Personality and Daily Stress
The relation between personality and the day-to-day experience of stress is not well understood. In an attempt to shed some light on this issue, researchers at the University of Delaware and the University of Connecticut Health Center conducted a study to investigate the role of neuroticism, a personality trait, in daily stress. Neuroticism is the general tendency to feel negatively. Based on research in which neuroticism was found to be associated with major life events, the researchers in this study expected to find a corresponding association between neuroticism and daily functioning.
A total of 197 participants completed questionnaires at the end of each day over a period of 2 weeks. They also completed questionnaires at the beginning and end of the study. The questionnaires measured neuroticism, mood, stress, appraisal, and coping. The results showed that people who were high in neuroticism experienced more stressors in their interactions with others, perceived daily events more negatively, and made bad choices about which coping strategies to use.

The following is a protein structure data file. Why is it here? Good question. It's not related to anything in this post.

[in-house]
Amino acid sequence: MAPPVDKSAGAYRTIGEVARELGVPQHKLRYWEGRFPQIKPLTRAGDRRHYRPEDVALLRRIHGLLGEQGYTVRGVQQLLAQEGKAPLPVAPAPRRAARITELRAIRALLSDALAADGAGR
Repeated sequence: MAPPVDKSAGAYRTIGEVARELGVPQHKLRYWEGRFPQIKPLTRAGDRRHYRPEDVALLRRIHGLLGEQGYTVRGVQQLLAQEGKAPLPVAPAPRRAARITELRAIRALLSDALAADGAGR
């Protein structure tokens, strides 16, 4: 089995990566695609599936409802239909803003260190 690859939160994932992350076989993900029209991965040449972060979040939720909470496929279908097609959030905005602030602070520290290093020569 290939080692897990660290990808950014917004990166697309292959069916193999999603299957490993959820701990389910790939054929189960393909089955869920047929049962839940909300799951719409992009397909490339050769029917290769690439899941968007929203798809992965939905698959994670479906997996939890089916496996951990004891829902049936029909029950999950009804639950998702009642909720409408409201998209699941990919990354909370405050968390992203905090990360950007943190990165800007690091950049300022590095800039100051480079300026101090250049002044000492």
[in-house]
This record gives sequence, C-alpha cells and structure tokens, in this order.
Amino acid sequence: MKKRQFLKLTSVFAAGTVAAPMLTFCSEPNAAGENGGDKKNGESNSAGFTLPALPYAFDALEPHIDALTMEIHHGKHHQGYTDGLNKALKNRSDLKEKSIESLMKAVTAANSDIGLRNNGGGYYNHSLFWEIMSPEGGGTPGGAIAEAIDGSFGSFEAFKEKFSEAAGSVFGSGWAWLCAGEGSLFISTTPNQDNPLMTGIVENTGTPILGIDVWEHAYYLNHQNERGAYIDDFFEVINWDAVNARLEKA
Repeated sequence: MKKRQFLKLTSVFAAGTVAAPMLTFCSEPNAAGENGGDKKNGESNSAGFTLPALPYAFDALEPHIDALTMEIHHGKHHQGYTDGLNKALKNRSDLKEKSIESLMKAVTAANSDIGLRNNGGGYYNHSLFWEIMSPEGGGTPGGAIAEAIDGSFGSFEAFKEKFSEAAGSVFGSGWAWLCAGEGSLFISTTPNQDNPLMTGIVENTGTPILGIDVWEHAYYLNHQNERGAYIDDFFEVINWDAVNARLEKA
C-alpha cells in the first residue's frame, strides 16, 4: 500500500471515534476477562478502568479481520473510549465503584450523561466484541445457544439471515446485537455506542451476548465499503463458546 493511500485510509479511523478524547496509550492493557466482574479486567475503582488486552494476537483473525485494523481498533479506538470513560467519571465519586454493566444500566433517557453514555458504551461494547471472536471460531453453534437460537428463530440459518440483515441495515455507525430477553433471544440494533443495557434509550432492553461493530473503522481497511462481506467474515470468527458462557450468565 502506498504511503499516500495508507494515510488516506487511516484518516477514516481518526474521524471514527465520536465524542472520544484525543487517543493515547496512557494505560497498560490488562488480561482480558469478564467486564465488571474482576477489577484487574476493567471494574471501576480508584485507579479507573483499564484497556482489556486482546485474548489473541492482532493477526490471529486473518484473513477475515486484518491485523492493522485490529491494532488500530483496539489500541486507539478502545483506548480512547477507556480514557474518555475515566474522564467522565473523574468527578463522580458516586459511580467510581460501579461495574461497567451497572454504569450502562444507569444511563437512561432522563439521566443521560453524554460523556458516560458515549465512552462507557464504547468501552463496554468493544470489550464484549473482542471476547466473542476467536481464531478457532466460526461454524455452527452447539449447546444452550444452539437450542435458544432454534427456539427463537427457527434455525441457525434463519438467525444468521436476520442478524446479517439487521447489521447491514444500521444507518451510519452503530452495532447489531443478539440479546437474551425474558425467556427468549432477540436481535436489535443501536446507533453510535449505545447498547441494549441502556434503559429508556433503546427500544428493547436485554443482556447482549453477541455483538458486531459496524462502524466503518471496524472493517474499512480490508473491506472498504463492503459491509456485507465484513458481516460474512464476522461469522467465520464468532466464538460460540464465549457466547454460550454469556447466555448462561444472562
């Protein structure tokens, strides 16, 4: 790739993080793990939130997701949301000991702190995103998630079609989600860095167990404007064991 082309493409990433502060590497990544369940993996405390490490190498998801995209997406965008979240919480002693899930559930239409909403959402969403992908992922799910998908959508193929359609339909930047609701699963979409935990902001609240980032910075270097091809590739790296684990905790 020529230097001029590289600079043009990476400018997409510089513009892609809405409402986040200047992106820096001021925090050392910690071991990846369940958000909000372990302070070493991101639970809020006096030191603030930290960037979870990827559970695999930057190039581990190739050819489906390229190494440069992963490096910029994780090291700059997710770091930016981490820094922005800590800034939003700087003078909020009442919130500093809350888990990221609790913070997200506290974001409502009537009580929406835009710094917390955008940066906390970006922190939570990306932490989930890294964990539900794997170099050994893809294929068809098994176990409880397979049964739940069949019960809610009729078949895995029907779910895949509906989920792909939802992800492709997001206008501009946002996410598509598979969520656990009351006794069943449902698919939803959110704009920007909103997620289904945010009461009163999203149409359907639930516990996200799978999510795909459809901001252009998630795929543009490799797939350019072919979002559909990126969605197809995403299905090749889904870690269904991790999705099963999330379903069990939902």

This research helps explain why people who are high in neuroticism tend to feel so negatively. People who are high in neuroticism tend to experience more stress. It is unclear from this research, however, whether having higher levels of neuroticism causes people to experience more daily stress or whether more daily stress causes people to have higher levels of neuroticism.
Source: Gunthert, K. C., Cohen, L. H., & Armeli, S. (1999). The role of neuroticism in daily stress and coping. Journal of Personality and Social Psychology, 77, 1087-1100.